[16:35] If you just took care of customers, you would give it away for free. If you just took care of your shareholders, you don’t take care of your customers or your employees. If you’re only there for your employees, you pay them whatever they want. It’s not one, but it’s the balance of the needs of all three groups you need to serve.

[16:59] Ray brings it back to Steve’s work with AutoZone and Office Depot. Steve says what every good business leader tries to do is strike that right balance so that it all works for all the constituencies that they serve.

[17:14] Steve makes a distinction between a pro-business government policy and a pro-market policy. The whole point of lobbying is to game the system with laws to the benefit of one company or regulations to the detriment of their competitors.

[17:48] You should want to be governing yourself and influencing the government in a positive way for the benefit of all. At Committee for Economic Development (CED), they talk about reasoned solutions in the nation’s interest, not for ‘parochial’ interests.

[18:07] As CEO of The Conference Board, what surprises Steve about the rip-roaring economy in the U.S. in 2018? Steve reminds us that it will change, and we need to look at when and how it will change. When economic lessons are not learned, and we don’t understand why things are so good, they can go bad quickly.

[18:52] It applies to companies, too. We always study what went wrong, but we rarely study what went right, so we can create repeatability of it. A diagnosis of what got us here — it’s not a politician, it’s policies and regulations and the business environment — and the study of everything involved is really important.

[19:18] Ray remembers the early months of 2008, where a lot of LBOs were still being squeezed in at the eleventh hour. They almost all turned out to be really terrible LBOs. Ray kept quoting people saying the world is awash with liquidity!

[19:40] Steve talks about being at an event in the province of Chengdu, China when he was CEO of AutoZone. The mayor turned to him and asked how Florida real estate was doing. Steve asked why he would ask that, and the answer was that Goldman Sachs had just been in and sold them a lot of Florida real estate mortgage derivatives.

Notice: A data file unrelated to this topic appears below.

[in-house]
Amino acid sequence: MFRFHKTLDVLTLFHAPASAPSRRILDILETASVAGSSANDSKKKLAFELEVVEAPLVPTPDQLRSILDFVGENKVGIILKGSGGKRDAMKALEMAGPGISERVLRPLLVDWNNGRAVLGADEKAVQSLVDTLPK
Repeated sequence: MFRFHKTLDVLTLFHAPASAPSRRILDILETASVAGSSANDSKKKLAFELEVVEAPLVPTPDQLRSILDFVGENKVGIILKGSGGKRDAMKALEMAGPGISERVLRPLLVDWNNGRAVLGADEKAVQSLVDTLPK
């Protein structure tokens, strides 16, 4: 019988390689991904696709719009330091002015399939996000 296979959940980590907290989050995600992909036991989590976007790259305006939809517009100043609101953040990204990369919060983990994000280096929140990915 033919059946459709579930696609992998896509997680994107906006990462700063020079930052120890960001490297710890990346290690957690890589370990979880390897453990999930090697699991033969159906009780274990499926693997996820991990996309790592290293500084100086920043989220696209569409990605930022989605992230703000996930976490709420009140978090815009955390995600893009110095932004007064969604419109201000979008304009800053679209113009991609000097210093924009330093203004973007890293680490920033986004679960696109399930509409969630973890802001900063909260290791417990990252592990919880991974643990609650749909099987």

[20:28] Mortgage derivatives had been sold all across the world, and that was the beginning of the financial crisis of 2008 and 2009.

[20:33] The Conference Board periodically takes a survey on job satisfaction in the U.S. It shows a big improvement in 2018 on how we feel about job security. Job confidence is very high and the change in the numbers has been most prominent in the lower earning groups. This shows wage improvement.

[21:07] ‘Work’ goes to the core of who we are. People want to be productive. We have wage movement and people moving up in jobs now, and this is what we want.

[21:24] Minnesota is the happiest employment state. They have one of the lowest unemployment levels. They have lots of businesses, big and small. The balance is agriculture. It’s a great balanced economy, so they surveyed as the happiest.

[21:58] Minneapolis-born Steve Odland, CEO of The Conference Board. This is capitalism.


Mentioned in This Episode:

Steve Odland

The Conference Board
Quaker Oats
Tops Friendly Markets


William “Bill” Rhodes

Alan Mulally


Committee for Economic Development

Sustaining Capitalism: Bipartisan Solutions to Restore Trust & Prosperity,
by Steve Odland and Joe Minarik

The Wealth of Nations, by Adam Smith

Washington, D.C.

Chengdu, China

Goldman Sachs

Job Satisfaction 2018 — The Conference Board

Minneapolis, Minnesota

This Is Capitalism